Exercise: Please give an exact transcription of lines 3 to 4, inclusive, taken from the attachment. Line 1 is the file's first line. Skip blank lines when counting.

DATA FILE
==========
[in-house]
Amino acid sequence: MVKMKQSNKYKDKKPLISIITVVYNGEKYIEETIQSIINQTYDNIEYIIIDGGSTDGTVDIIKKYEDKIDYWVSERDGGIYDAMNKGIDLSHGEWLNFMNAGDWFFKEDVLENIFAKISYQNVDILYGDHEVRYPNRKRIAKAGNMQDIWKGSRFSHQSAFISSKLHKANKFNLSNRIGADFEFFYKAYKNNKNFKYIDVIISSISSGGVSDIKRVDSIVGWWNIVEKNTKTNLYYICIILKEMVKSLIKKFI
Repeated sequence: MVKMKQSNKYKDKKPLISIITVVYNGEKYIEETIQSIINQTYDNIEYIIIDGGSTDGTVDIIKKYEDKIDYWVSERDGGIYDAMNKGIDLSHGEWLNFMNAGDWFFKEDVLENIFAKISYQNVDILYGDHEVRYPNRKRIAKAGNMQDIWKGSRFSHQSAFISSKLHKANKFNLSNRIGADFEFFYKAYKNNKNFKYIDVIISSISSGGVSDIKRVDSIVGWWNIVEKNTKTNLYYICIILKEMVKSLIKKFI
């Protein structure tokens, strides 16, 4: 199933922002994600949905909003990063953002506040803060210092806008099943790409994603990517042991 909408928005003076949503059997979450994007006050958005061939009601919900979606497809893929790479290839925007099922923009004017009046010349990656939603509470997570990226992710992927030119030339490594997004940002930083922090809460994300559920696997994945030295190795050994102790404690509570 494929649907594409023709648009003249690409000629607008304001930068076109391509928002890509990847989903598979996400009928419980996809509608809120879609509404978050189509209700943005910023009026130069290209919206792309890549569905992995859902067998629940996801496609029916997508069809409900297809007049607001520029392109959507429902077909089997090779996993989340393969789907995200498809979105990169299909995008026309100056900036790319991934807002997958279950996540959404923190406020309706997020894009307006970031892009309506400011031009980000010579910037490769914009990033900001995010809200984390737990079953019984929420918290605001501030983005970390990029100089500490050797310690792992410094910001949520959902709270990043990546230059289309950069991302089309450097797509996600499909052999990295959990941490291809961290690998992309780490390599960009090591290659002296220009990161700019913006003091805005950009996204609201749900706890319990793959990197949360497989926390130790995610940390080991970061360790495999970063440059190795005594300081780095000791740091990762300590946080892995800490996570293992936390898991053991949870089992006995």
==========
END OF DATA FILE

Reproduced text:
Repeated sequence: MVKMKQSNKYKDKKPLISIITVVYNGEKYIEETIQSIINQTYDNIEYIIIDGGSTDGTVDIIKKYEDKIDYWVSERDGGIYDAMNKGIDLSHGEWLNFMNAGDWFFKEDVLENIFAKISYQNVDILYGDHEVRYPNRKRIAKAGNMQDIWKGSRFSHQSAFISSKLHKANKFNLSNRIGADFEFFYKAYKNNKNFKYIDVIISSISSGGVSDIKRVDSIVGWWNIVEKNTKTNLYYICIILKEMVKSLIKKFI
């Protein structure tokens, strides 16, 4: 199933922002994600949905909003990063953002506040803060210092806008099943790409994603990517042991 909408928005003076949503059997979450994007006050958005061939009601919900979606497809893929790479290839925007099922923009004017009046010349990656939603509470997570990226992710992927030119030339490594997004940002930083922090809460994300559920696997994945030295190795050994102790404690509570 494929649907594409023709648009003249690409000629607008304001930068076109391509928002890509990847989903598979996400009928419980996809509608809120879609509404978050189509209700943005910023009026130069290209919206792309890549569905992995859902067998629940996801496609029916997508069809409900297809007049607001520029392109959507429902077909089997090779996993989340393969789907995200498809979105990169299909995008026309100056900036790319991934807002997958279950996540959404923190406020309706997020894009307006970031892009309506400011031009980000010579910037490769914009990033900001995010809200984390737990079953019984929420918290605001501030983005970390990029100089500490050797310690792992410094910001949520959902709270990043990546230059289309950069991302089309450097797509996600499909052999990295959990941490291809961290690998992309780490390599960009090591290659002296220009990161700019913006003091805005950009996204609201749900706890319990793959990197949360497989926390130790995610940390080991970061360790495999970063440059190795005594300081780095000791740091990762300590946080892995800490996570293992936390898991053991949870089992006995």